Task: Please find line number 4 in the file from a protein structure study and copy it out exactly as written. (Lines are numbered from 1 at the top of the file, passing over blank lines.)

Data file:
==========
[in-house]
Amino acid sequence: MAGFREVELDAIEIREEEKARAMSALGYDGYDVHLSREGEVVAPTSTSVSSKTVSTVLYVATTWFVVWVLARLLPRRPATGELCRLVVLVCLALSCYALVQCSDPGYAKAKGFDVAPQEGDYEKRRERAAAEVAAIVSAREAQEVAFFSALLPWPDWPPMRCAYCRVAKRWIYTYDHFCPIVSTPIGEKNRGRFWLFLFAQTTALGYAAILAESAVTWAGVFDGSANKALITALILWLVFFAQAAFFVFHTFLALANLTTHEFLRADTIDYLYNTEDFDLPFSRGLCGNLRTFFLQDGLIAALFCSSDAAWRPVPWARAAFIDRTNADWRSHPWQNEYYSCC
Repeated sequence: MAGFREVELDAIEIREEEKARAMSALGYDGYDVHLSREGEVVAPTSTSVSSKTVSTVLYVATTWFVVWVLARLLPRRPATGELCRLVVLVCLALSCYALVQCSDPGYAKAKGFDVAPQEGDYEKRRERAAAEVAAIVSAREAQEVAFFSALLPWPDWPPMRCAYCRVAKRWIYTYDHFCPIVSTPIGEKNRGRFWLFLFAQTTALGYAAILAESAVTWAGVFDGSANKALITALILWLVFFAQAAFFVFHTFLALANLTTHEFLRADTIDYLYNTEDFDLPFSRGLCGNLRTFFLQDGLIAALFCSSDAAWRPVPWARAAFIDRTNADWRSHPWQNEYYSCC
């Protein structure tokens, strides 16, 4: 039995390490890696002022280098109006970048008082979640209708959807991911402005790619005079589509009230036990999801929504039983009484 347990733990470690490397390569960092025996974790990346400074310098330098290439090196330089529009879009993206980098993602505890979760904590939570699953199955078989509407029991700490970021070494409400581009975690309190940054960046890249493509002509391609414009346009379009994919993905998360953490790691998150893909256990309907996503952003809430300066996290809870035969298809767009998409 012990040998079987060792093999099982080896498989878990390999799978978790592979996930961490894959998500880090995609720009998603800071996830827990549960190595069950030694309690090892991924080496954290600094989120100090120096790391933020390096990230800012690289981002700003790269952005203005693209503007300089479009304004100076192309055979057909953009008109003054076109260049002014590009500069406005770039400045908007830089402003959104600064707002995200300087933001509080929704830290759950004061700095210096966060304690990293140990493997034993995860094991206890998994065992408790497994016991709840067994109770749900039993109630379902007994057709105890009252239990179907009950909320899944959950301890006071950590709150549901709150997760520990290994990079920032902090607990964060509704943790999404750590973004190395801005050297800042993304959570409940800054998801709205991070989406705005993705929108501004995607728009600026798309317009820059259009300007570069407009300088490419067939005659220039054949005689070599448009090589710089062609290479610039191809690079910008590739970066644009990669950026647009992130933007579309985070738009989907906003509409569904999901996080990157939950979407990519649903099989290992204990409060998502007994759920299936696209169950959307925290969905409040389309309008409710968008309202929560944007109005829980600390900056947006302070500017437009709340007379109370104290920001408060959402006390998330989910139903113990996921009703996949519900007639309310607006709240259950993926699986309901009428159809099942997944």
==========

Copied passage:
């Protein structure tokens, strides 16, 4: 039995390490890696002022280098109006970048008082979640209708959807991911402005790619005079589509009230036990999801929504039983009484 347990733990470690490397390569960092025996974790990346400074310098330098290439090196330089529009879009993206980098993602505890979760904590939570699953199955078989509407029991700490970021070494409400581009975690309190940054960046890249493509002509391609414009346009379009994919993905998360953490790691998150893909256990309907996503952003809430300066996290809870035969298809767009998409 012990040998079987060792093999099982080896498989878990390999799978978790592979996930961490894959998500880090995609720009998603800071996830827990549960190595069950030694309690090892991924080496954290600094989120100090120096790391933020390096990230800012690289981002700003790269952005203005693209503007300089479009304004100076192309055979057909953009008109003054076109260049002014590009500069406005770039400045908007830089402003959104600064707002995200300087933001509080929704830290759950004061700095210096966060304690990293140990493997034993995860094991206890998994065992408790497994016991709840067994109770749900039993109630379902007994057709105890009252239990179907009950909320899944959950301890006071950590709150549901709150997760520990290994990079920032902090607990964060509704943790999404750590973004190395801005050297800042993304959570409940800054998801709205991070989406705005993705929108501004995607728009600026798309317009820059259009300007570069407009300088490419067939005659220039054949005689070599448009090589710089062609290479610039191809690079910008590739970066644009990669950026647009992130933007579309985070738009989907906003509409569904999901996080990157939950979407990519649903099989290992204990409060998502007994759920299936696209169950959307925290969905409040389309309008409710968008309202929560944007109005829980600390900056947006302070500017437009709340007379109370104290920001408060959402006390998330989910139903113990996921009703996949519900007639309310607006709240259950993926699986309901009428159809099942997944």